University of Guelph researchers who are leaders in the field of antimicrobial stewardship are receiving more than $3 million from Ontario Research Fund (ORF) for their projects.
Dr. David Kelton received $959,000 for his research into antimicrobial stewardship solutions in the Ontario dairy sector and Dr. Shayan Sharif received just over $2 million for his research into identifying and evaluating novel antimicrobial alternatives in poultry production.
ORF also awarded an Ontario Early Researcher Award worth $150,000 to Dr. Rebecca Shapiro to study drug resistance in fungal pathogens.
Antimicrobial medicines have played a vital role in human and animal health. In agriculture, they are used to treat, control or prevent disease and improve production, growth or reproduction. But bacteria can become resistant to antimicrobial medicine, with serious consequences for human and animal health.
Antimicrobial stewardship promotes the prudent use of products such as antibiotics to limit an increase in resistant organisms and is becoming an integral part of food systems around the globe.
“The University of Guelph is a global leader in advancing One Health knowledge, and antimicrobial stewardship is an essential component of One Health and vitally important to a sustainable future,” said Dr. Malcolm Campbell, vice-president (research).
“This provincial funding for our world-class researchers will help ensure that this crucial work flourishes. I have every confidence this research will contribute to a better future for our world and improve life across the One Health spectrum.”
The ORF funding is part of a $70.4-million investment in 176 Ontario research and innovation projects in the province’s colleges, universities, research institutes and research hospitals.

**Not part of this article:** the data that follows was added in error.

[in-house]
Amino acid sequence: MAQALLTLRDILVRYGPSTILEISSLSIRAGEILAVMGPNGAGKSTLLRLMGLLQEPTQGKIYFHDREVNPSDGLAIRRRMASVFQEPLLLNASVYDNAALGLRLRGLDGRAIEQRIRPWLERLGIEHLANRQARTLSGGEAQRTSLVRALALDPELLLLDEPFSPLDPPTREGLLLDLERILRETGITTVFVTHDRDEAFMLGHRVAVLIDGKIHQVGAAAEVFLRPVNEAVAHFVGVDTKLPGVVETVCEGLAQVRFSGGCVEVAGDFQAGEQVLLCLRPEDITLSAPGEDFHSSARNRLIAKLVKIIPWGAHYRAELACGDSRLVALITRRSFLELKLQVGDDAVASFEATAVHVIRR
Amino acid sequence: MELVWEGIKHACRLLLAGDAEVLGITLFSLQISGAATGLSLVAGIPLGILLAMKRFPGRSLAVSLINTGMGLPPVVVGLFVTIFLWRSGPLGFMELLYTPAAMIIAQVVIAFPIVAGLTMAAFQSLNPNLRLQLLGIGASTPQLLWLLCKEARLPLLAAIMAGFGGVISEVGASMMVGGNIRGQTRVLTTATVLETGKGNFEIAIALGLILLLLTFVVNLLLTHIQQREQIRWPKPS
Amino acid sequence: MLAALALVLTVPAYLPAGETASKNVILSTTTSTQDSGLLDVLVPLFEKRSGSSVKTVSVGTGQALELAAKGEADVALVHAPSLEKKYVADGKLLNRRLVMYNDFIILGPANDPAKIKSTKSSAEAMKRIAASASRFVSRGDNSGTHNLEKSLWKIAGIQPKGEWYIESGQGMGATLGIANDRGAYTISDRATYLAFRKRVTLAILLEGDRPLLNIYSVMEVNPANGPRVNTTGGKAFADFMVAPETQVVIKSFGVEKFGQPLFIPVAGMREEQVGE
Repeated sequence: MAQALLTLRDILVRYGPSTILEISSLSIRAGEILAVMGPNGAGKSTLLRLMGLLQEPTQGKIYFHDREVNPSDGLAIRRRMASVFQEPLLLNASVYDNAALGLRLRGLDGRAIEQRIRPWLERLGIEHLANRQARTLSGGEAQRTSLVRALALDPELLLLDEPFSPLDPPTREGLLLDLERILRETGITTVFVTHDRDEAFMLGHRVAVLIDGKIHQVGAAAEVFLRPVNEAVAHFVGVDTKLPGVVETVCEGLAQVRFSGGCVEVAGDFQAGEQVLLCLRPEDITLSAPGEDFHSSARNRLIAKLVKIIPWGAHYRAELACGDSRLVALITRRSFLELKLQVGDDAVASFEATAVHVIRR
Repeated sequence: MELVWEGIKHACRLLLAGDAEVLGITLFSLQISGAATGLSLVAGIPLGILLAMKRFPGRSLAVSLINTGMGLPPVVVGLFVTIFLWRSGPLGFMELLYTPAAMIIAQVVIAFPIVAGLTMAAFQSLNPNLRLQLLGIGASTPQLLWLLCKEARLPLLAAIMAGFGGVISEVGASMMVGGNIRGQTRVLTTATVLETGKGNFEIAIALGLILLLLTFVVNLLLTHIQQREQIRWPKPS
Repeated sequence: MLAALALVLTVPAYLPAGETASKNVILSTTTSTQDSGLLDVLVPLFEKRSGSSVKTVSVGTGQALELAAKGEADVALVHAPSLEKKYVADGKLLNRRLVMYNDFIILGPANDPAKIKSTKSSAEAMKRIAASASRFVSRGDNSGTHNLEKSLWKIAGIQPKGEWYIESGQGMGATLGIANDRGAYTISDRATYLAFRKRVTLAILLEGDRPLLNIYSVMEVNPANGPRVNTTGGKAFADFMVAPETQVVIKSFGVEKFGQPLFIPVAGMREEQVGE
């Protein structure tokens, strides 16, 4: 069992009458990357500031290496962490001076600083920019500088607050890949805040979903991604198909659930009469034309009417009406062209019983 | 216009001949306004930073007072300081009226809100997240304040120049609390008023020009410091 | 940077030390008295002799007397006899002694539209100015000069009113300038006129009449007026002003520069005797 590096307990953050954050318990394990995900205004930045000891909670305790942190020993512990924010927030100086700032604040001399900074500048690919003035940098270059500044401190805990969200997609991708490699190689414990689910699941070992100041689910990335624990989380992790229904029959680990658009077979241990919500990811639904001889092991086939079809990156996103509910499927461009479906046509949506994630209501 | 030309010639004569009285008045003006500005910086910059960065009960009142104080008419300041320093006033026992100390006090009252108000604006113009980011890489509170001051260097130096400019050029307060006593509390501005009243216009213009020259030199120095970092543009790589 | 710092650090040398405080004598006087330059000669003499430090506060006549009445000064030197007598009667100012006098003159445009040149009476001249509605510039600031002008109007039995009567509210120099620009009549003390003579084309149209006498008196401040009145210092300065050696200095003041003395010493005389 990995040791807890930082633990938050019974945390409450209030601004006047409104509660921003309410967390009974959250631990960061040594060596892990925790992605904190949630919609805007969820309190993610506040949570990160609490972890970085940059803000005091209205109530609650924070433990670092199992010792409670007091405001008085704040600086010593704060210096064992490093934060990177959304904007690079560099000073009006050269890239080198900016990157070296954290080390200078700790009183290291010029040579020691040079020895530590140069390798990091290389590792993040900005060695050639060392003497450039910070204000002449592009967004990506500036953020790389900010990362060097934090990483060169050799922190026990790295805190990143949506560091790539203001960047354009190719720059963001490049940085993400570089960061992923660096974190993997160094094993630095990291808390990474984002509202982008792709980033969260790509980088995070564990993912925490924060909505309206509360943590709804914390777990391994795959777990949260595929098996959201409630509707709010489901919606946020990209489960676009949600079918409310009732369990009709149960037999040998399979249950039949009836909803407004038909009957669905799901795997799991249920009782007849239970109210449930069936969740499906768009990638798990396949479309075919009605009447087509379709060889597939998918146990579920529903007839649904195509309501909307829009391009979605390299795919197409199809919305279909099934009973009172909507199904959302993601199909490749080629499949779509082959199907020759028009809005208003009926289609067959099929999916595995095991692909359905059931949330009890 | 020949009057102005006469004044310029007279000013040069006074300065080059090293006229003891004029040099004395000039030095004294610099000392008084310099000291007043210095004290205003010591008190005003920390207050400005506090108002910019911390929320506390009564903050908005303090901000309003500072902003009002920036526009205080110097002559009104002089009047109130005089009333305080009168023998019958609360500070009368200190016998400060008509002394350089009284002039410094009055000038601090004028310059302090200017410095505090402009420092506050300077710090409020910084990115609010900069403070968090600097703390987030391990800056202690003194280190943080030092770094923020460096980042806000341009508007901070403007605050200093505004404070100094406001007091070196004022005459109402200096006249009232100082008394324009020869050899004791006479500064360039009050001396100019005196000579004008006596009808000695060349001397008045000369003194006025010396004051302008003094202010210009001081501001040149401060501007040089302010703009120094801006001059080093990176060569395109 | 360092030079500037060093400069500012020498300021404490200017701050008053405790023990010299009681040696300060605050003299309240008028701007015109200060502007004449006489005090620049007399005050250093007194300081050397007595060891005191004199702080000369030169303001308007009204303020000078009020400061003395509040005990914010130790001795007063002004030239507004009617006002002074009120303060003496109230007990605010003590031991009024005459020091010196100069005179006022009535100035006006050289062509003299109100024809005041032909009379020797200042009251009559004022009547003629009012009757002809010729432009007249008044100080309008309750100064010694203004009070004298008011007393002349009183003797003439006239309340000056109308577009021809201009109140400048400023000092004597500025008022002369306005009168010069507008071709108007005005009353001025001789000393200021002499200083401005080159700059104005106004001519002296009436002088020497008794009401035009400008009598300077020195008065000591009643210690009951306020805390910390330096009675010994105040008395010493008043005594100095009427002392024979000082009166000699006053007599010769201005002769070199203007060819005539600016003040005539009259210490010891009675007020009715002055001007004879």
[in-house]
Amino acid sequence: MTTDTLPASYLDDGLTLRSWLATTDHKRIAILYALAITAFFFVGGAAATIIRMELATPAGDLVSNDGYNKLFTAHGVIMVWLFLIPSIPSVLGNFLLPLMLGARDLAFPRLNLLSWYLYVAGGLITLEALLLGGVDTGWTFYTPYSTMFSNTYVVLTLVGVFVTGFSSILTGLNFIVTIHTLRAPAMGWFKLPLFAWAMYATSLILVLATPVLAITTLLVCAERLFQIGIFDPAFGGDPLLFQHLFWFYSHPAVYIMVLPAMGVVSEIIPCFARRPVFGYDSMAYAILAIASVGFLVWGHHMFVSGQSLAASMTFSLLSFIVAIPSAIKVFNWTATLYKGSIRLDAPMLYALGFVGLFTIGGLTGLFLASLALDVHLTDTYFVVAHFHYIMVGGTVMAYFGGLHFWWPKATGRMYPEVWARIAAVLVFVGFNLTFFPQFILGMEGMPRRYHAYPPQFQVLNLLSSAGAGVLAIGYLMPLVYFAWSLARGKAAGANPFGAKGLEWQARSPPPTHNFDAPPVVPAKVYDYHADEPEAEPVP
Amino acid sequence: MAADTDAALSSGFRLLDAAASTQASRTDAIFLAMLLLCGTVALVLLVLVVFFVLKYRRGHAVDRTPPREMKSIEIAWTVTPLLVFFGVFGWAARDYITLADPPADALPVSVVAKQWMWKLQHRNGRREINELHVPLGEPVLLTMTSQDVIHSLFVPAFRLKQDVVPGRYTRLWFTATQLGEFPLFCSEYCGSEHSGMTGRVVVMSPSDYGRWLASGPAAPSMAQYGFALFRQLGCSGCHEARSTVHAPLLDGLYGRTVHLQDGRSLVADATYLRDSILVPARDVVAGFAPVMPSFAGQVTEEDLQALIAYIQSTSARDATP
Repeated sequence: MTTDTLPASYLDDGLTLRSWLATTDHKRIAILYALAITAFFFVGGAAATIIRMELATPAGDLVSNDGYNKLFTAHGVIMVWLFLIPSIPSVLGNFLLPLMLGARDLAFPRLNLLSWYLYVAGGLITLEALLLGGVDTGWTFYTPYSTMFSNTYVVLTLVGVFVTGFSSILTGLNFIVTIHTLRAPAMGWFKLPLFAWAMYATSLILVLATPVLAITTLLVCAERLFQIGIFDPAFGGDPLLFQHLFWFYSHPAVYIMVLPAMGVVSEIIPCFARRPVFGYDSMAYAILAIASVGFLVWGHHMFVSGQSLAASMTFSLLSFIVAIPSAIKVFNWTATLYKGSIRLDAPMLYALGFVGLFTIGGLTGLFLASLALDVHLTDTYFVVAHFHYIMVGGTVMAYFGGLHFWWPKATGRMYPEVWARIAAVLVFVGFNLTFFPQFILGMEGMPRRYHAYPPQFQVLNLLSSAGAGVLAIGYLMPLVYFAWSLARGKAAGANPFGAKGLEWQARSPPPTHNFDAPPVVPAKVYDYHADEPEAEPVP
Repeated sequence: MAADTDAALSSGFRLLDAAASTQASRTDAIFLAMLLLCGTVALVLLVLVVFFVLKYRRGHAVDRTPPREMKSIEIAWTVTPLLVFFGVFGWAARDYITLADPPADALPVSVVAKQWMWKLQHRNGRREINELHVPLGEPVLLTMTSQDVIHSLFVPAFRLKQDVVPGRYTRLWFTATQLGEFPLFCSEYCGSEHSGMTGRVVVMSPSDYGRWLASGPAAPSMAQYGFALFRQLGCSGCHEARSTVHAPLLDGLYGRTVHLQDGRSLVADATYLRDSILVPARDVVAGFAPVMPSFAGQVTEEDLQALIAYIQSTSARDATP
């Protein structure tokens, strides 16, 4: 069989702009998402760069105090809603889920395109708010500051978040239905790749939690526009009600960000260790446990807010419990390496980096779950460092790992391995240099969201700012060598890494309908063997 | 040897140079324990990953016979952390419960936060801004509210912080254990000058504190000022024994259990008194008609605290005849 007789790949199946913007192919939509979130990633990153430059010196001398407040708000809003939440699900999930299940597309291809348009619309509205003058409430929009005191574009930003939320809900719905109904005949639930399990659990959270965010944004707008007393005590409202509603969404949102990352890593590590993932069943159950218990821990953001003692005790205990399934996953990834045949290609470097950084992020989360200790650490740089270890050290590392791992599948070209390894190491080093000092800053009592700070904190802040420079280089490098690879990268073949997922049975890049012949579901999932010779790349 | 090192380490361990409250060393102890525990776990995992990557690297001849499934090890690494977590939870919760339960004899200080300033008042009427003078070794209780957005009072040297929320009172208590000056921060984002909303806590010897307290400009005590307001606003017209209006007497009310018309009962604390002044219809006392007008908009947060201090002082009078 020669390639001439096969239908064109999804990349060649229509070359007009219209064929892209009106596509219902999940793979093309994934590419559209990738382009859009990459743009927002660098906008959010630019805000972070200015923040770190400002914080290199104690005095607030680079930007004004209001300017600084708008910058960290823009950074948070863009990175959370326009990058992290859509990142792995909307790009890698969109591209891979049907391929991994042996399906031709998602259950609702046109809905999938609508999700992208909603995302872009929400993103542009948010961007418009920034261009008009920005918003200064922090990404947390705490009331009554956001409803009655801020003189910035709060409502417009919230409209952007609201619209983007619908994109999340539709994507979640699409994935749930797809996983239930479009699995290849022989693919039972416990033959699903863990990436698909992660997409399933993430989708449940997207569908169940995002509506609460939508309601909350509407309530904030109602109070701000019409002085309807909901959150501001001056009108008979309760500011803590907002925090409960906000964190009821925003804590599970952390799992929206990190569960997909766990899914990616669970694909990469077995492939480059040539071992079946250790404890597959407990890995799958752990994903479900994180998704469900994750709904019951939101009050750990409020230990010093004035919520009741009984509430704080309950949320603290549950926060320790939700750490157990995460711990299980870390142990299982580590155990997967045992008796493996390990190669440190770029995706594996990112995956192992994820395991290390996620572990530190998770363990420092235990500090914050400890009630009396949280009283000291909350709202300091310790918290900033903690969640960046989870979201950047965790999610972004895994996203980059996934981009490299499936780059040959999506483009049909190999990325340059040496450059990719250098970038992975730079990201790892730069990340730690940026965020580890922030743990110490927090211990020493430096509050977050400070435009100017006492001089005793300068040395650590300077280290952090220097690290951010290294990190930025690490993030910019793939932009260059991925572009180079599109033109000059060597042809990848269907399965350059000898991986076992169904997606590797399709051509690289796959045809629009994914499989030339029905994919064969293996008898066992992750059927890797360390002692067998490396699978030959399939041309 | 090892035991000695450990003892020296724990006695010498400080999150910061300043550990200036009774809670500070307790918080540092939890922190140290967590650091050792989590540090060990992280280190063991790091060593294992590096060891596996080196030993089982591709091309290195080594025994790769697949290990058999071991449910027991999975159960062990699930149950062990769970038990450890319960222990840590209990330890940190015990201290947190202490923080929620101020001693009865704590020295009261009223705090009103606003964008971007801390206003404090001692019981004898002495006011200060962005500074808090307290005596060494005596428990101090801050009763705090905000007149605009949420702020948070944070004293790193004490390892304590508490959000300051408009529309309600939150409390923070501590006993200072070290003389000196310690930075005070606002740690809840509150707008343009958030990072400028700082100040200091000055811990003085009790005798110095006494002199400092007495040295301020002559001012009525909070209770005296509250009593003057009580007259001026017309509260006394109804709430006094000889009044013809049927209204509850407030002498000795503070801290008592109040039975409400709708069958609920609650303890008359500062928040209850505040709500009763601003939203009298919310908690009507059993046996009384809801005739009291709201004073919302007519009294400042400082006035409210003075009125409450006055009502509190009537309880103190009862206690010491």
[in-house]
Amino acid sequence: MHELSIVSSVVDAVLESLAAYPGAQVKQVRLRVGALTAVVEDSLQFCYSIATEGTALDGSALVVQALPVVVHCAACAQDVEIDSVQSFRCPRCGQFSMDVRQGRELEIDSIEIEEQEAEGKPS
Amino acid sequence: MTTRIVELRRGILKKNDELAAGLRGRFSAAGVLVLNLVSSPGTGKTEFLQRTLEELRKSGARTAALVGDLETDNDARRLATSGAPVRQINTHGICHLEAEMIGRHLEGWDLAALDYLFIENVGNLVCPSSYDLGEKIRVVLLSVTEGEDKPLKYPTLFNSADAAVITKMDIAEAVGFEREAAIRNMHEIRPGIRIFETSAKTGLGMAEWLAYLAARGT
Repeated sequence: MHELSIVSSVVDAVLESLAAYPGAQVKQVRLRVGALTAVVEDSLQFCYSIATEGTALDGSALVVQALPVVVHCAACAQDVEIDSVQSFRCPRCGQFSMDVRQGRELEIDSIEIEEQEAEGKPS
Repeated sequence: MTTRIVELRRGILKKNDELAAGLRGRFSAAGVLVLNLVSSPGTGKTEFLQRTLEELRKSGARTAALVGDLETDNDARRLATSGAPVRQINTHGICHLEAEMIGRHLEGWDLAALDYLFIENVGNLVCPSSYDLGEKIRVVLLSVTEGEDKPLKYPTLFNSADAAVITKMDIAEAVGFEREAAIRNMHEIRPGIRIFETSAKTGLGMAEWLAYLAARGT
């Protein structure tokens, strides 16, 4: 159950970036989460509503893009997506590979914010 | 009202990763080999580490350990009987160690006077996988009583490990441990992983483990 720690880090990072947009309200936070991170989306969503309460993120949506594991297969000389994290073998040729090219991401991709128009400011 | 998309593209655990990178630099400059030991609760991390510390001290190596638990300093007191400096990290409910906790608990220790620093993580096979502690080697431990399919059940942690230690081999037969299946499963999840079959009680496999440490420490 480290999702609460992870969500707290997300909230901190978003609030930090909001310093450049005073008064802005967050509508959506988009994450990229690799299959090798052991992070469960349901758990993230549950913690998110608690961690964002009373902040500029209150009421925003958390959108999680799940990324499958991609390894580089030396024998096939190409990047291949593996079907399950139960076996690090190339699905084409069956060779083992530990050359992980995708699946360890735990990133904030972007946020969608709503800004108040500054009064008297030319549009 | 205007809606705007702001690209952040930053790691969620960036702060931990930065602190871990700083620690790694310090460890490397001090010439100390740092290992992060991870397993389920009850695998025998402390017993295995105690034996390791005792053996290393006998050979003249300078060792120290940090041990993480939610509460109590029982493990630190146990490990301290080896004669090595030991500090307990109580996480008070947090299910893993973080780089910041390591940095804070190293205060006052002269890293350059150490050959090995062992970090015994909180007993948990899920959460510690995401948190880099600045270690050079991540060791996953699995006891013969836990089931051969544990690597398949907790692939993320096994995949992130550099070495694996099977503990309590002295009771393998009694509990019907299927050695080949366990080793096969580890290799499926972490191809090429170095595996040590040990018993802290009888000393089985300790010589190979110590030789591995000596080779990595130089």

“This support from the provincial government will go directly to the innovative researchers at the University of Guelph and the work they are doing to benefit Ontario’s agri sector,” said Kitchener-Conestoga MPP Mike Harris. “Funding research like this will help give our economy a competitive edge and create a more prosperous and healthy future for all Ontarians.”
Kelton, a professor in the Department of Population Medicine, is working with U of G population medicine professors Dr. David Renaud and Dr. Stephen LeBlanc on improving responsible use of antimicrobials in the Ontario dairy sector.
Kelton said pressure is mounting globally to address antimicrobial resistance, and sustainable solutions will require a collaborative, multidisciplinary One Health approach.
“For Ontario’s $2.4-billion dairy sector, solutions start on the farm with sound, science-based approaches to antimicrobial stewardship,” he said. “This research will improve responsible use of antimicrobials in the dairy industry, through educational outreach aimed at more effective targeted antibiotic use and by validating alternatives to antimicrobials.”
This project has also received funding from industry partners, including a nearly $540,000 contribution from Dairy Farmers of Ontario.
“We are proud to partner with the University of Guelph, including Dr. David Kelton and his research team, as we work together toward finding sustainable, science-based solutions to reduce the use of antimicrobials without compromising animal health and welfare,” says Cheryl Smith, Dairy Farmers of Ontario CEO. “We provide leadership and excellence in the production and marketing of Canadian milk. We value consumer trust in our industry and farm practices and work hard to meet their expectations every day.”
Sharif, a professor in the Department of Pathobiology, is focused on enhancing sustainability in poultry production in anticipation of a ban on antibiotics as feed additives.
“With the imminent changes in the way antimicrobials are used in poultry, research is needed to identify and evaluate novel antimicrobial alternatives,” Sharif said. “Also, there is an urgent need for innovation in strategies that promote antimicrobial stewardship in poultry production.”
Sharif uses genomic science to employ the poultry microbiome to prevent diseases, improve food safety and maintain global food security.
He said the long-term objectives of the research project are to “develop alternatives to antimicrobials in poultry and evaluate the efficacy of such products, and to evaluate production management tools and best practices as alternatives to antimicrobials, all in support of animal health, welfare and sustainable production. ”
Shapiro, a professor in the Department of Molecular and Cellular Biology, received an Ontario Early Researcher Award aimed at helping new researchers working at publicly funded Ontario research institutions build research teams.
The funds will support CRISPR-based strategies used to study drug resistance in fungal pathogens.